Pocock explores the relationship between the study of law and the historical outlook of seventeenth-century Englishmen.
A topic fundamental to understanding the ancient world
In this comprehensive and accessible sourcebook, Ilias Arnaoutoglou presents a collection of ancient Greek laws, which are situated in their legal and historical contexts and are elucidated with relevant selections from Greek literature and epigraphical testimonies. A wide area of legislative activity in major and minor Greek city-states, ranging from Delphoi and Athens in mainland Greece, to Gortyn in Crete, Olbia in South Russia and Aegean cities including Ephesos, Samos and Thasos, is covered. Ilias Arnaoutoglou divides legislation into three main areas: * the household - marriage, divorce, inheritance, adoption, sexual offences and personal status * the market-place - trade, finance, sale, coinage and leases * the state - constitution, legislative process, public duties, colonies, building activities, naval forces, penal regulations, religion, politics and inter-state affairs. Dr Arnaoutoglou explores the significance of legislation in ancient Greece, the differences and similarities between ancient Greek legislation and legislators and their modern counterparts and also provides fresh translations of the legal documents themselves.
This book draws on contemporary legal scholarship to explain why Athens was a remarkably well-ordered society.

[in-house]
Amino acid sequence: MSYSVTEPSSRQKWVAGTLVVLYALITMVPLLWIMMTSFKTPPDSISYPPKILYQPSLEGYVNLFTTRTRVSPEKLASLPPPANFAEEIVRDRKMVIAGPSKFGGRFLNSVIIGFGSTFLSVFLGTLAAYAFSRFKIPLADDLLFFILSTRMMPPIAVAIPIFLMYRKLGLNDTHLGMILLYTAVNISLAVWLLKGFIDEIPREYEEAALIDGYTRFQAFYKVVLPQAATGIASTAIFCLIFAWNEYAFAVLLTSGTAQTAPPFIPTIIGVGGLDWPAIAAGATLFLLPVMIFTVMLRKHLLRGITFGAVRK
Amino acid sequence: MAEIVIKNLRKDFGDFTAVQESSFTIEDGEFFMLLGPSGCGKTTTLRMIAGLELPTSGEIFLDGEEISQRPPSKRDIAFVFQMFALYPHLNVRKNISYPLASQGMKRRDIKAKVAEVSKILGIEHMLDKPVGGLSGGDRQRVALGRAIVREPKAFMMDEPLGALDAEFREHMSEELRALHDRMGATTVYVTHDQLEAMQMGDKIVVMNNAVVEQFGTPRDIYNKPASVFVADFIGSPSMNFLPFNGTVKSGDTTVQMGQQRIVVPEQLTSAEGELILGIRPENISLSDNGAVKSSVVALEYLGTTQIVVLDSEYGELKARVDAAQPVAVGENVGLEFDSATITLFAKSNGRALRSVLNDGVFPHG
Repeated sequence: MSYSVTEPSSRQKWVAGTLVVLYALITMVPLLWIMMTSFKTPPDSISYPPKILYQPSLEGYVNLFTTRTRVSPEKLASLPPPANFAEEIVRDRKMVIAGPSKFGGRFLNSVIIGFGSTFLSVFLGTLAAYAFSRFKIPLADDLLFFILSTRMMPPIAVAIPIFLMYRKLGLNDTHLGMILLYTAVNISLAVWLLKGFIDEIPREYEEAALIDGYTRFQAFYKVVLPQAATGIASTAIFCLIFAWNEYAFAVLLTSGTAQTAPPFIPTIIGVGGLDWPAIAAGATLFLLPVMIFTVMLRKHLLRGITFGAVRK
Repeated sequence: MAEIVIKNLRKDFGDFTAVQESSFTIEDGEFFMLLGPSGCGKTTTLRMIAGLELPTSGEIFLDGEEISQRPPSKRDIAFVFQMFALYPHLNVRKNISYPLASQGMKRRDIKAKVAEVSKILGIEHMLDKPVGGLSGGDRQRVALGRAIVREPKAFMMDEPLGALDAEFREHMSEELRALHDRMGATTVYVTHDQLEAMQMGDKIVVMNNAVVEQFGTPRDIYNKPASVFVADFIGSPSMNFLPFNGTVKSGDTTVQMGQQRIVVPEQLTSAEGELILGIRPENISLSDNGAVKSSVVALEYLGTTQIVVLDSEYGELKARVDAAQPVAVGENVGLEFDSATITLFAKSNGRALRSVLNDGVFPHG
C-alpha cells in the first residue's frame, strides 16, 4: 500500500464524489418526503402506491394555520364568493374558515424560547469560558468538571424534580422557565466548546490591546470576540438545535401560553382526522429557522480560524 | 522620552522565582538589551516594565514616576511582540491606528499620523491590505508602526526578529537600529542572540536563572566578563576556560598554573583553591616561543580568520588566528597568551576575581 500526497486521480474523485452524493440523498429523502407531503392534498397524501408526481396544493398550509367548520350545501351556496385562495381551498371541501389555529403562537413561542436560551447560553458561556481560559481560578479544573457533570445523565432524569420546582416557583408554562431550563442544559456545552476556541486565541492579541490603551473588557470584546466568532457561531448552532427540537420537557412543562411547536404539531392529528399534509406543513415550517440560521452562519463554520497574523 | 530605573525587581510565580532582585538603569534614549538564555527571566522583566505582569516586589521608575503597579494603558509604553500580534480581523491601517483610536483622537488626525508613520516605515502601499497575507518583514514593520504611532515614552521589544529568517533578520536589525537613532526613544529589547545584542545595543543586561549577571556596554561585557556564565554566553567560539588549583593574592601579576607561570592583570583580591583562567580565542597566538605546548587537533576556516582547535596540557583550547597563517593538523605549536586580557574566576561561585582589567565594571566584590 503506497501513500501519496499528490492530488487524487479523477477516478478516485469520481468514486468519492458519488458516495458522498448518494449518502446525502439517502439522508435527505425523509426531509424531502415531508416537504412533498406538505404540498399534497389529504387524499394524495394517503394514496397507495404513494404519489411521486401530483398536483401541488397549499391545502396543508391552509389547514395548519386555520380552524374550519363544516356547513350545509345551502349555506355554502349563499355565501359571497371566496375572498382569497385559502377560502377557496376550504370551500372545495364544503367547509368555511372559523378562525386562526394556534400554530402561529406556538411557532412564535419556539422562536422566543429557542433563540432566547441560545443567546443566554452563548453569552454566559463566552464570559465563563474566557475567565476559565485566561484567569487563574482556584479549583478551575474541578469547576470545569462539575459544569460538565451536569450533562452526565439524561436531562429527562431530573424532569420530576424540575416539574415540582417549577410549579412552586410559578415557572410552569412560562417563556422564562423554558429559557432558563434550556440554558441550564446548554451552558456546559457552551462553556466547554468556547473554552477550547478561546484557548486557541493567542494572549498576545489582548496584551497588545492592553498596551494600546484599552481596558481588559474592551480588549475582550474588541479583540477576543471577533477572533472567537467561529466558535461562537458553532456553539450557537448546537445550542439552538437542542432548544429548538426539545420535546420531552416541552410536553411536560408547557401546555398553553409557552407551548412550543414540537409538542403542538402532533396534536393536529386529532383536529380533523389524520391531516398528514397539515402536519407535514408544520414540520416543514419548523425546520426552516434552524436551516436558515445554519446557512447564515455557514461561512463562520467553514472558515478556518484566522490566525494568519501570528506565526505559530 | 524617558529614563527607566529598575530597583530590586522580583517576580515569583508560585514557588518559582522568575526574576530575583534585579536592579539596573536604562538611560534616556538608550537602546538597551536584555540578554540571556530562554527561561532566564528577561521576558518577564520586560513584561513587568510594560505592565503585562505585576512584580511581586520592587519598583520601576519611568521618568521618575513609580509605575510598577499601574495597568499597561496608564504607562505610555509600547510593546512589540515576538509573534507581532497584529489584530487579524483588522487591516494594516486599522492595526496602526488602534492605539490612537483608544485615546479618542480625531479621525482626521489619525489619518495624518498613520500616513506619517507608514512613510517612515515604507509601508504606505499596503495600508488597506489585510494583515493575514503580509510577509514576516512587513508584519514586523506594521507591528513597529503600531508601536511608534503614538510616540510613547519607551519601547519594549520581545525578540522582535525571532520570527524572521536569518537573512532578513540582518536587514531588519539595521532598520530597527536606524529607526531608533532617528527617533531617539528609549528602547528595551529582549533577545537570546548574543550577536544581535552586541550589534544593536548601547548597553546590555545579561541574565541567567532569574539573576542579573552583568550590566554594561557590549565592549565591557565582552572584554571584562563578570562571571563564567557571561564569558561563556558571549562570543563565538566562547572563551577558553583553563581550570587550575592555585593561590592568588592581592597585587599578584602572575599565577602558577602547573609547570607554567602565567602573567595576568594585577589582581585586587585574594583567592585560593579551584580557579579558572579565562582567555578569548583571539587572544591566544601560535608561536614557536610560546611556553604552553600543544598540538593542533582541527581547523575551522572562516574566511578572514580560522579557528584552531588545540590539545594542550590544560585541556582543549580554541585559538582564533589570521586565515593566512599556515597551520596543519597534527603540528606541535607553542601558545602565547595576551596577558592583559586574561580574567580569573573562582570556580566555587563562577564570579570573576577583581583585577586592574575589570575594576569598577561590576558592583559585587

Using socio-anthropological theory and archaeological evidence, Knight argues that while the laws in the Hebrew Bible tend to reflect the interests of those in power, the majority of ancient Israelites--located in villages--developed their own unwritten customary laws to regulate behavior and resolve legal conflicts in their own communities. This book includes numerous examples from village, city, and cult. --from publisher description
The notion and understanding of law penetrated society in Ancient Rome to a degree unparalleled in modern times. The poet Juvenal, for instance, described the virtuous man as a good soldier, faithful guardian, incorruptible judge and honest witness. This book is concerned with four central questions: Who made the law? Where did a Roman go to discover what the law was? How has the law survived to be known to us today? And what procedures were there for putting the law into effect? In The Sources of Roman Law, the origins of law and their relative weight are described in the light of developing Roman history. This is a topic that appeals to a wide range of readers: the law student will find illumination for the study of the substantive law; the student of history will be guided into an appreciation of what Roman law means as well as its value for the understanding and interpretation of Roman history. Both will find invaluable the description of how the sources have survived to inform our legal system and pose their problems for us.